Last time on the blog, we broke down how the two verses prior to Phil 4:6 provide some guidance to help with anxiety. If you happened to miss that post, you can read it here.  Today, we are going to go through verses 6-8.  

Verse 6 follows instructions from verses 4-5 to rejoice in God, examine thought process for reasonableness, and understand God is right here. What comes next, “Do not be anxious about anything,” makes sense in light of the entire context. This verse is not meant to produce guilt for worrying. Now don’t get me wrong, Paul has been known to lay the smack down on some people when necessary (1 Corinthians), but this is a different letter.  With love and appreciation, Paul is thanking the Phillipians for supporting him financially, giving ministry updates, and encouraging their walk with the Lord. Even though Paul was under house arrest at the time, he was joyful because he was seeing the work of God all around him. If anyone had a reason to be anxious, it was Paul. He was not just writing words that sounded good. He was living this stuff out. 

Let your Requests be Made Known to God

“In everything by prayer and supplication with thanksgiving let your requests be made known to God” (verse 6). There is absolutely nothing in my life I can worry about that I can’t pray about. I was driving to work one morning, and I was praying about something. I don’t even remember what it was. When I got done, I was actually apologizing to God about my prayer!  I was like, “Well God, I know this is really just a first world problem, and I shouldn’t even be bothered by this or worried about it, so I’m sorry I even brought that up.” That was the day God spoke to me that all my prayers are important to Him, even the ones I see as silly or trivial in the grand scheme of things. 

With Thanksgiving

Let’s talk about this “with thanksgiving” part. What do you have to be thankful for? What good things has God done in your life? Are you healthy? Is there a friend He has blessed you with? Are your bills paid? Do you have not everything you want, but everything you need? Be thankful. “Every good gift and every perfect gift is from above, coming down from the Father of lights” (James 1:17a). If there’s something good in your life, God put it there. I can also be thankful when I pray that God hears me, and will answer even if it’s not the way I expect or in the timeframe I expect Him to. I can thank Him for how He is going to work in this situation or how I will experience Him in a way that maybe I haven’t yet before.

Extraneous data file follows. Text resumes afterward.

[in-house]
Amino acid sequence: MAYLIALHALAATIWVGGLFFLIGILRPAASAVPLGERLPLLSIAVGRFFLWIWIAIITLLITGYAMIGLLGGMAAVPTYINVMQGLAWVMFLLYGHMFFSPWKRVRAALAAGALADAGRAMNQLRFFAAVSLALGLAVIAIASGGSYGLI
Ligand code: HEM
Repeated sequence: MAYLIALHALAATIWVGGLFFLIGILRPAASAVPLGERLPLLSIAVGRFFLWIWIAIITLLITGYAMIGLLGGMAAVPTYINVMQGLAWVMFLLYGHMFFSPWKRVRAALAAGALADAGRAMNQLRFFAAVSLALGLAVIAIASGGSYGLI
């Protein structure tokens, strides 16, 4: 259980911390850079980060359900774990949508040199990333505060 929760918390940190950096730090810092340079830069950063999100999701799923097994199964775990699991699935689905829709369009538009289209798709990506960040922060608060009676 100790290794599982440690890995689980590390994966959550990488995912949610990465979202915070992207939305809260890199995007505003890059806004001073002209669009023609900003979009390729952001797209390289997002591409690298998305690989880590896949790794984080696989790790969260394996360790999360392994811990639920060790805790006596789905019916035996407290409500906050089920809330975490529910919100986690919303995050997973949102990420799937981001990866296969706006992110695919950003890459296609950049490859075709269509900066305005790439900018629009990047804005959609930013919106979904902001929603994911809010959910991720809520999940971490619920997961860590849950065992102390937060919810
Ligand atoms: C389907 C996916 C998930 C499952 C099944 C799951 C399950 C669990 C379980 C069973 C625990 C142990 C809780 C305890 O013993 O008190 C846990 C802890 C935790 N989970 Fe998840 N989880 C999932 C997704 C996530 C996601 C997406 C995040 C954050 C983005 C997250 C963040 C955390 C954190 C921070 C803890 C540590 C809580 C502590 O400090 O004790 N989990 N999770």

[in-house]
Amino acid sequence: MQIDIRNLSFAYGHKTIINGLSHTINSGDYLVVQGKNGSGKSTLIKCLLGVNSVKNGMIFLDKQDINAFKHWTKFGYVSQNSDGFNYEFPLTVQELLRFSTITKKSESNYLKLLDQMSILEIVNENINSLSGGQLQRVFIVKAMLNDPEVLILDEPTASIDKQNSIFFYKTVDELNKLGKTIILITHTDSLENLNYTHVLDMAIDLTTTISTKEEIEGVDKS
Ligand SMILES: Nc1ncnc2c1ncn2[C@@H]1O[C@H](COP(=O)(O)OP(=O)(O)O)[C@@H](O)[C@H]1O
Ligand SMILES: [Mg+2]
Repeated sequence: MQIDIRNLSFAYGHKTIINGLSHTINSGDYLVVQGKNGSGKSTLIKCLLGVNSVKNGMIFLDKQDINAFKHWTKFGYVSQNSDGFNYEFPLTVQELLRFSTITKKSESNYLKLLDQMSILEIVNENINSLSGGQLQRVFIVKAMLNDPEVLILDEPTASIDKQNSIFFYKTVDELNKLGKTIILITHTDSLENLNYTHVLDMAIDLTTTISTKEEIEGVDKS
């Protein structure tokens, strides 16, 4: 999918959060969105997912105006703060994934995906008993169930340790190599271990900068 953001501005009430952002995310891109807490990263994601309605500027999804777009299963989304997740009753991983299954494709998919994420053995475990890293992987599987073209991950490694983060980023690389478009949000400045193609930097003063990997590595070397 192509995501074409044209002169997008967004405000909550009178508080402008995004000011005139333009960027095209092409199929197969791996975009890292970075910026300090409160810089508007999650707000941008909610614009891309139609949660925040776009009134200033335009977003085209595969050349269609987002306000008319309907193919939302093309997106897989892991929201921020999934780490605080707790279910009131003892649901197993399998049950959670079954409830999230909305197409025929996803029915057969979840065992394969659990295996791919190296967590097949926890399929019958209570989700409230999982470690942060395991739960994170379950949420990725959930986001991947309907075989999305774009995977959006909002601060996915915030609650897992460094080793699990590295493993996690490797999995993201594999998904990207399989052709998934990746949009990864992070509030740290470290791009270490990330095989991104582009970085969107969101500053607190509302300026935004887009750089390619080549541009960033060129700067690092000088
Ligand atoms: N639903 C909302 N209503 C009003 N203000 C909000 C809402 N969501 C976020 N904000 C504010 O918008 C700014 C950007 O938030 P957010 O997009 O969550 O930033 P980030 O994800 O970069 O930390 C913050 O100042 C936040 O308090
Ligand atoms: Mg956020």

The Promise

Here comes the promise, and this is the best part! “And the peace of God, which surpasses all understanding, will guard your hearts and your minds in Christ Jesus (verse 7). You have been promised peace. This is great news. I think sometimes we confuse peace with circumstances going well, things working in our favor, or a warm, fuzzy feeling. Peace is a sense that even though circumstances are not lining up the way I want or I don’t see a way out of this mess, I have a deep knowing in my spirit that it will somehow be OK because of God’s divine intervention in my life. God has this situation taken care of before I even ask. Oftentimes, we rob ourselves of peace by not doing the things contained in the verses prior- praising God, recognizing his presence, thanking Him, and requesting intervention.

As a caveat here, I know some people struggle with a high level of physiological anxiety, which in my therapy experience, is usually connected to some type of past trauma. You may need physical and emotional intervention along with spiritual intervention.  That is OK. I have had several clients in therapy who had a sense of spiritual peace even though they were physically and emotionally anxious. 

Think on These Things

Last, but not least is verse 8, “Finally, brothers, whatever is true, whatever is honorable, whatever is just, whatever is pure, whatever is lovely, whatever is commendable, if there is any excellence, if there is anything worthy of praise, think about these things.” This verse is a refrain of verses 4-6, but important subjects are worth the repetition. I could probably write a whole post on this one verse, but if you were wondering what to think about, here is the litmus test.  

Now, you don’t choose what pops in randomly, but you do choose what you dwell on (exception of OCD). Learning to switch thoughts from something that is negative or anxiety provoking to something that is positive takes practice, intentionality, and time. You can learn to change the channel in your mind. How about starting by memorizing some of the above verses, so you have a positive go to?

My hope is that this post and the last have provided perspective shift on, “Do not be anxious,” not as a command, but perhaps a desire from Paul for people to experience the same peace that he had found in Christ. I’d love to hear what you think as well as other topics you’d like me to address on the blog.